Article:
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Business Co-op Coordinator

Two women shaking hands

Those of us who work in the Co-op program at SFU are in the unique position of hearing from both employers and students about what makes a successful work term. Here's a list of ten simple ways to get off on the right foot.

1. Listen well.

You'll be introduced to many people and it's hard to remember who everyone is, but do your best to really listen when you are introduced. Tip: use the name right away – when you are introduced to Melanie Smith, say "Hello Melanie." It helps. Listen to the instructions you are given.

2. Introduce yourself to others.

Hopefully in your new environment people will introduce themselves to you (some workplaces even assign a buddy to guide you through your first days) but if that doesn't happen, be proactive. If it is lunchtime and you haven't been invited by anyone, ask someone if you can come along or join a group in the lunchroom. Don't suffer silently at your desk, or fall into the antisocial habit of eating alone. Smile at people and look friendly!

3. Look like you're there to do business.

Bring pen and notebook to meetings. Have them handy when you're talking to your supervisor or a colleague. Write down instructions so you don't forget anything.

4. Get familiar with the organization and the in-house programs, systems and terminology they use.

Read documents, memos and emails that are given to you to see their communication style. Learn what information is confidential and when to cc a document. Previous Co-op students have said the best compliment they received was when a colleague expressed surprise that they were a student, and all the things you do to fit in go a long way to achieving this.

5. Ask Questions.

Sometimes you will have many, so save them up to ask at an appropriate time. Tip: if you're in a meeting and many acronyms are used (as in "the ACTO reports will be presented at the QUIRK conference") and the conversation quickly moves on, jot them down and ask afterwards. You will hear much in the first week that you don't understand, and that's very normal. Don't be afraid you'll sound stupid – you'd be surprised how often we in Co-op hear from a supervisor on a site visit "I'm concerned ________ doesn't ask questions, as I have no way of knowing if s/he understands my instructions or what's going on here."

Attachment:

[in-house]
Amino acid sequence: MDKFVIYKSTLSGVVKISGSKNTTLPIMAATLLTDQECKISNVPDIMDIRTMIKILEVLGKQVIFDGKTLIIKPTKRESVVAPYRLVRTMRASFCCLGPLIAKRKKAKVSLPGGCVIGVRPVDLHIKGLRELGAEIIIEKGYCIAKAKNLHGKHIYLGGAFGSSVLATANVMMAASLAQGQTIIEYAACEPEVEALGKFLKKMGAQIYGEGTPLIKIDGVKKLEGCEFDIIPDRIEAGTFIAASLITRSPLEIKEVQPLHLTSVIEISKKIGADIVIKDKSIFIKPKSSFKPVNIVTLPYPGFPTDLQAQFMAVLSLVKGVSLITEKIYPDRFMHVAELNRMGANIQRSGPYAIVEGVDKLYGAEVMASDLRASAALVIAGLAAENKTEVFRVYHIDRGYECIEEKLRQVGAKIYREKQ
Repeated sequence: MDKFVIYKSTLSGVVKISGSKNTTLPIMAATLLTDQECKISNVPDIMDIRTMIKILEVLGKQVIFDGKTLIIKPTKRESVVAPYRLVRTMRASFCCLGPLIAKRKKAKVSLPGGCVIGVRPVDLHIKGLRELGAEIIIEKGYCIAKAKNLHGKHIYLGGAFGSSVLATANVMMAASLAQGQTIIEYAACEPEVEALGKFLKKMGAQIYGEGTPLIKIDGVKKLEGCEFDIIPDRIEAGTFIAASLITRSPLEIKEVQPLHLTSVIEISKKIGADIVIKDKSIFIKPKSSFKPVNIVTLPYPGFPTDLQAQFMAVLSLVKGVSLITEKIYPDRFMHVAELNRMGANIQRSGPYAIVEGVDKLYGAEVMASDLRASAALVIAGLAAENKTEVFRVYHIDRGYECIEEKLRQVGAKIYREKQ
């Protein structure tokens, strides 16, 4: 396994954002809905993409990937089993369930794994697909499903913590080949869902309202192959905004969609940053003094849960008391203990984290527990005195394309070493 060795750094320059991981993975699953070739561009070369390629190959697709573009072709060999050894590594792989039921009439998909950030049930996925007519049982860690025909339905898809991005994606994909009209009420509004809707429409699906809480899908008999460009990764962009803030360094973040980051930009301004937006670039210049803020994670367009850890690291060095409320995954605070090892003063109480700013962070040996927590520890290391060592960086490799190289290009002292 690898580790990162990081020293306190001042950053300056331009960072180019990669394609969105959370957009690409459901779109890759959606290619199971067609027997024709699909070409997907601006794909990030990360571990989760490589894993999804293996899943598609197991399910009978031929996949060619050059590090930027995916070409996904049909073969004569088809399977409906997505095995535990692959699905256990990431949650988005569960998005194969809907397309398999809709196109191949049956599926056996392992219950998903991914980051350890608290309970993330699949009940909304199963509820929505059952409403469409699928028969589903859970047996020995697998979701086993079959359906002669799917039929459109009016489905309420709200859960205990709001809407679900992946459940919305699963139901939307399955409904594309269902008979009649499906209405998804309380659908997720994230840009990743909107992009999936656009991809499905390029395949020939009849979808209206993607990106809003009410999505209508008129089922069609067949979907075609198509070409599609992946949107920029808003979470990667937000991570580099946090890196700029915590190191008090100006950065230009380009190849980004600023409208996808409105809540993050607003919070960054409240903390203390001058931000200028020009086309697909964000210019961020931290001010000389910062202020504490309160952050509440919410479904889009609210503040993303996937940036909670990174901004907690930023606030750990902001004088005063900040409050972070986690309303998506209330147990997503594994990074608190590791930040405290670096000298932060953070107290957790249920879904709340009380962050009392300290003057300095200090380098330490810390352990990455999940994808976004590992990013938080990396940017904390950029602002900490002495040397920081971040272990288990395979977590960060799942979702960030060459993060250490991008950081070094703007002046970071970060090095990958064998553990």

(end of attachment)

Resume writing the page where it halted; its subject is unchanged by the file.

6. Do basic tasks well.

As the new person, you will likely be given simple tasks to do in the beginning. This is not a reflection on your abilities, but you don't yet have the knowledge that is necessary for advanced tasks. No one expects you to be wildly excited about photocopying, but if you sigh deeply and do it poorly, your supervisor is not likely to give you more complicated projects anytime soon. Supervisors often indicate to Co-op how much they appreciate the assistance given with basic tasks and recognize that you are there to do more. Note: if your photocopying stint lasts more than 2 weeks, contact your coordinator for help with the best way to approach your supervisor to initiate new tasks.

7. Read the cues.

If your supervisor is rushing by your desk in a panic,  that is not a good time to ask a question. If a colleague's office door is closed, that is normally a signal not to interrupt unless something is urgent. When a supervisor says the work you completed was "adequate"  or "not quite what I expected," be aware these are not good comments and you should ask for clarification so you can correct the errors you made  or provide the expected caliber of work.

8. Seek out tasks.

Your supervisor may not be aware you have been given little to do, or you completed a task quicker than expected. Tip: DO NOT use what you might think of as free time to text, call or email friends, or play with Google. There is no such thing as free time at work. Employers have a lot to say about people who waste time and wait for supervisors to approach them with instructions, none of it good. From what I've heard lately, this is the biggest complaint employers have about new hires of a certain age so don't fall into the stereotype!

9. Apologize for your mistakes and move on.

No one expects perfection. You will make mistakes because you are new. Avoid making big ones by listening to the instructions you are given, and asking questions for clarification when you don't understand. Then when you make a small mistake, accept responsibility, apologize sincerely and move on. Tip: apologizing once is usually enough - no need to do it over and over and over again.

10. Accept feedback graciously.

If your supervisor tells you the way you did something was wrong, don't argue – fix it. Rather than say, "But you didn't tell me the data to include," say "Please tell me what data to include and I will do that right away." The ability to accept feedback, even when it hurts, is a key skill in the workplace and you will demonstrate your potential if you master this well.

Business Co-op Coordinator
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Sep 9, 2012